Reactions – Philip Miller

Philip Miller is in the Department of Chemistry at Imperial College London, and works on developing fast chemistry for radiolabelling applications in the field of positron emission tomography (PET imaging).

1. What made you want to be a chemist?

I always had an interest in science even from a very young age but it wasn’t until high school that I began to take a closer interest in chemistry. What really ignited my interest in the subject was a fire! A supply teacher was covering our science class for a week and did lots of crazy demonstrations — alkali metal reactions, rat dissections etc. lots of the interesting practical stuff — the reaction he did with elemental phosphorus to demonstrate its reactivity was particularly memorable. On cutting a chunk of phosphorus from the main stick he managed to knock the phosphorous off the demonstration table — taking both him and the class by surprise when it burst into flames, causing a small fire! Fortunately no-one was injured but we didn’t see much of him after that which was a real pity.

2. If you weren?t a chemist and could do any other job, what would it be — and why?

I always fancied myself as a bit of an artist. Art is able to reach out to people and inspire them in a way that nothing else can.

3. What are you working on now, and where do you hope it will lead?

I’m currently working on some new and really exciting chemistry in the area of carbon-11 radiochemistry. Carbon-11 is a positron emitting isotope that is used to make radiotracer molecules for PET imaging. The challenges in this are mainly centred around the short C-11 half-life (it’s only 20 min!) so the chemistry has to be exceptionally slick and fast. What I’ve done over the past year is to develop a new method for C-11 radiolabelling that will hopefully make the labelling process much easier to do and lead to new series of C-11 tracers for PET imaging. Ultimately I hope this will have an impact on the discovery and development of new treatments for diseases such as Alzheimer’s and Parkinson’s.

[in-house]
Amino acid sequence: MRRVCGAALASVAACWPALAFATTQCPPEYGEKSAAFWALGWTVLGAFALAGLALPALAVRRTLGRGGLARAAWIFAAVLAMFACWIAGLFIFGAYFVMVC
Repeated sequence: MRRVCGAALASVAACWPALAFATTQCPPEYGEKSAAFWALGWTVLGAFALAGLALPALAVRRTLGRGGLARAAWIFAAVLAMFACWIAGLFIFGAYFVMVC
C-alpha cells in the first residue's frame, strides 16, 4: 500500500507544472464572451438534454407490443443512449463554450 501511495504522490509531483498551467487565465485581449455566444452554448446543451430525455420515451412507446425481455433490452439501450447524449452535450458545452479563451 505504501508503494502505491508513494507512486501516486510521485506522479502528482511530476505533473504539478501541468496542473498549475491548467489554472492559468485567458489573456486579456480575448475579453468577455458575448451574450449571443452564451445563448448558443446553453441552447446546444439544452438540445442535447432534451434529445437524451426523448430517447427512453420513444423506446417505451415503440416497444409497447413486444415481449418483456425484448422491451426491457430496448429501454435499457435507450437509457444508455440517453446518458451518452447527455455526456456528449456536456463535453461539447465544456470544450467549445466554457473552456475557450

4. Which historical figure would you most like to have dinner with — and why?

Winston Churchill. I cycle past his imposing statue on Parliament Square in central London almost every day and think, wow — there is someone who has changed the course of history for the better by standing-up for what was right at a time when the of odds of succeeding seemed very slim. I also hear that he was a bit of hell raiser and liked a drink or two!

5. When was the last time you did an experiment in the lab — and what was it?

I’ve recently been doing some palladium catalysed carbonylations (insertion of carbon monoxide) of organobismuth reagents to test if I couple together alkylbismuths with carbon monoxide and a nucleophile. This was a few days ago — I will let you know the outcome of these reactions soon!

6. If exiled on a desert island, what one book and one music album would you take with you?

Joseph Heller’s Catch-22. I’ve just finished reading it and am just about to read again!

U2’s ‘Achtung Baby’ album. It’s the first album I ever owned and I haven’t listened to it in ages.

7. Which chemist would you like to see interviewed on Reactions — and why?

Prof. A. P. de Silva, Department of Chemistry at the Queen’s University of Belfast. I was lucky enough to have him as a lecturer during my undergraduate years in Belfast and always found him an exceptionally enthusiastic, inspiring and friendly teacher.